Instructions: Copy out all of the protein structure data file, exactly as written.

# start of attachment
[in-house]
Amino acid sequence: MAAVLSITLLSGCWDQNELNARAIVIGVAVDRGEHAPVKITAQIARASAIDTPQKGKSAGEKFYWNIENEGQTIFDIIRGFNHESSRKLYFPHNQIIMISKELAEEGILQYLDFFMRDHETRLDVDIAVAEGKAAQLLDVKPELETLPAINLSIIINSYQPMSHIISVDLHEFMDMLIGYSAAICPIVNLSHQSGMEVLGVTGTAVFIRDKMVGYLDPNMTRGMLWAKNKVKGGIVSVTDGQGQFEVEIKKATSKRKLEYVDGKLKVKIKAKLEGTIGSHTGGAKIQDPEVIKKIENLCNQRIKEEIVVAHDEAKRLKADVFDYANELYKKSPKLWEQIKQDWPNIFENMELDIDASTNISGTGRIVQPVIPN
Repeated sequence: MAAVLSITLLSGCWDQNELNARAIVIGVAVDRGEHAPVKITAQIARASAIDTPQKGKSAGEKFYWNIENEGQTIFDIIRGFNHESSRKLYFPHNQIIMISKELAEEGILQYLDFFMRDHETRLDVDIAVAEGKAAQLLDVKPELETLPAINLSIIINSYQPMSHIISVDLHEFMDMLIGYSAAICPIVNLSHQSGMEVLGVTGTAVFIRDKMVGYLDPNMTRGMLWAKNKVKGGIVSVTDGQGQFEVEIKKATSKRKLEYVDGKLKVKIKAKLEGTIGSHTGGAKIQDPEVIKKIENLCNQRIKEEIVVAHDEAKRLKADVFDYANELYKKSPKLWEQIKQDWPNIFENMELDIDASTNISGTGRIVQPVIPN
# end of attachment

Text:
[in-house]
Amino acid sequence: MAAVLSITLLSGCWDQNELNARAIVIGVAVDRGEHAPVKITAQIARASAIDTPQKGKSAGEKFYWNIENEGQTIFDIIRGFNHESSRKLYFPHNQIIMISKELAEEGILQYLDFFMRDHETRLDVDIAVAEGKAAQLLDVKPELETLPAINLSIIINSYQPMSHIISVDLHEFMDMLIGYSAAICPIVNLSHQSGMEVLGVTGTAVFIRDKMVGYLDPNMTRGMLWAKNKVKGGIVSVTDGQGQFEVEIKKATSKRKLEYVDGKLKVKIKAKLEGTIGSHTGGAKIQDPEVIKKIENLCNQRIKEEIVVAHDEAKRLKADVFDYANELYKKSPKLWEQIKQDWPNIFENMELDIDASTNISGTGRIVQPVIPN
Repeated sequence: MAAVLSITLLSGCWDQNELNARAIVIGVAVDRGEHAPVKITAQIARASAIDTPQKGKSAGEKFYWNIENEGQTIFDIIRGFNHESSRKLYFPHNQIIMISKELAEEGILQYLDFFMRDHETRLDVDIAVAEGKAAQLLDVKPELETLPAINLSIIINSYQPMSHIISVDLHEFMDMLIGYSAAICPIVNLSHQSGMEVLGVTGTAVFIRDKMVGYLDPNMTRGMLWAKNKVKGGIVSVTDGQGQFEVEIKKATSKRKLEYVDGKLKVKIKAKLEGTIGSHTGGAKIQDPEVIKKIENLCNQRIKEEIVVAHDEAKRLKADVFDYANELYKKSPKLWEQIKQDWPNIFENMELDIDASTNISGTGRIVQPVIPN